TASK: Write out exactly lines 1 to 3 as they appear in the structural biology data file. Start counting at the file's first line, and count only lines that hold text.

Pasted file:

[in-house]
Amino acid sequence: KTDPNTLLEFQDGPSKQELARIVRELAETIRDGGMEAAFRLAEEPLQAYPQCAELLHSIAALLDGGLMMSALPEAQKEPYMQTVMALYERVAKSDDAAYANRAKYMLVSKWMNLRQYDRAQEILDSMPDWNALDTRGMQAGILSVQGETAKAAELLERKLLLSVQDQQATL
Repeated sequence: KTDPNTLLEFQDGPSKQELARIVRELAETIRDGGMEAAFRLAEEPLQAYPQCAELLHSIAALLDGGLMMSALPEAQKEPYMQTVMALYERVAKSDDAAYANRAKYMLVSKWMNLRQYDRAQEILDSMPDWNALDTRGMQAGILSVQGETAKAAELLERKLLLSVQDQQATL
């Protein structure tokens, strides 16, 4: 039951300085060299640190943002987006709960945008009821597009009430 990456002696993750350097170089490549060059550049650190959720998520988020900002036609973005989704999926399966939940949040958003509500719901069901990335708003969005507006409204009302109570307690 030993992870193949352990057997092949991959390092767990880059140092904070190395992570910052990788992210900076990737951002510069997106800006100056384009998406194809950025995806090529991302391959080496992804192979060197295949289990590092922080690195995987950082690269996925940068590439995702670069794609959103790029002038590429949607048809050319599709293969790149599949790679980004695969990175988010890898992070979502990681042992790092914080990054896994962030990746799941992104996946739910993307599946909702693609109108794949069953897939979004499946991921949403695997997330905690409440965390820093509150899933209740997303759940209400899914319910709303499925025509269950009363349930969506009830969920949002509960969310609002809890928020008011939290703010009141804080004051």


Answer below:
[in-house]
Amino acid sequence: KTDPNTLLEFQDGPSKQELARIVRELAETIRDGGMEAAFRLAEEPLQAYPQCAELLHSIAALLDGGLMMSALPEAQKEPYMQTVMALYERVAKSDDAAYANRAKYMLVSKWMNLRQYDRAQEILDSMPDWNALDTRGMQAGILSVQGETAKAAELLERKLLLSVQDQQATL
Repeated sequence: KTDPNTLLEFQDGPSKQELARIVRELAETIRDGGMEAAFRLAEEPLQAYPQCAELLHSIAALLDGGLMMSALPEAQKEPYMQTVMALYERVAKSDDAAYANRAKYMLVSKWMNLRQYDRAQEILDSMPDWNALDTRGMQAGILSVQGETAKAAELLERKLLLSVQDQQATL